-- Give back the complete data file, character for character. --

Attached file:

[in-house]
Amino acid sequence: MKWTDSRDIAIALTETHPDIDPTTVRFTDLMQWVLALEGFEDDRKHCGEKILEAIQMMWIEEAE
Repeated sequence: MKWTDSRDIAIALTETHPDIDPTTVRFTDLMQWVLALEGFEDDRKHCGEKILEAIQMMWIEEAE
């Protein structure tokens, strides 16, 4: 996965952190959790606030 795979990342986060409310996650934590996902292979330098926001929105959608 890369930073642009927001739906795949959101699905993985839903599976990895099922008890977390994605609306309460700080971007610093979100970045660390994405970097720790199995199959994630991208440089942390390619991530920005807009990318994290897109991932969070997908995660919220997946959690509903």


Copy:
[in-house]
Amino acid sequence: MKWTDSRDIAIALTETHPDIDPTTVRFTDLMQWVLALEGFEDDRKHCGEKILEAIQMMWIEEAE
Repeated sequence: MKWTDSRDIAIALTETHPDIDPTTVRFTDLMQWVLALEGFEDDRKHCGEKILEAIQMMWIEEAE
């Protein structure tokens, strides 16, 4: 996965952190959790606030 795979990342986060409310996650934590996902292979330098926001929105959608 890369930073642009927001739906795949959101699905993985839903599976990895099922008890977390994605609306309460700080971007610093979100970045660390994405970097720790199995199959994630991208440089942390390619991530920005807009990318994290897109991932969070997908995660919220997946959690509903």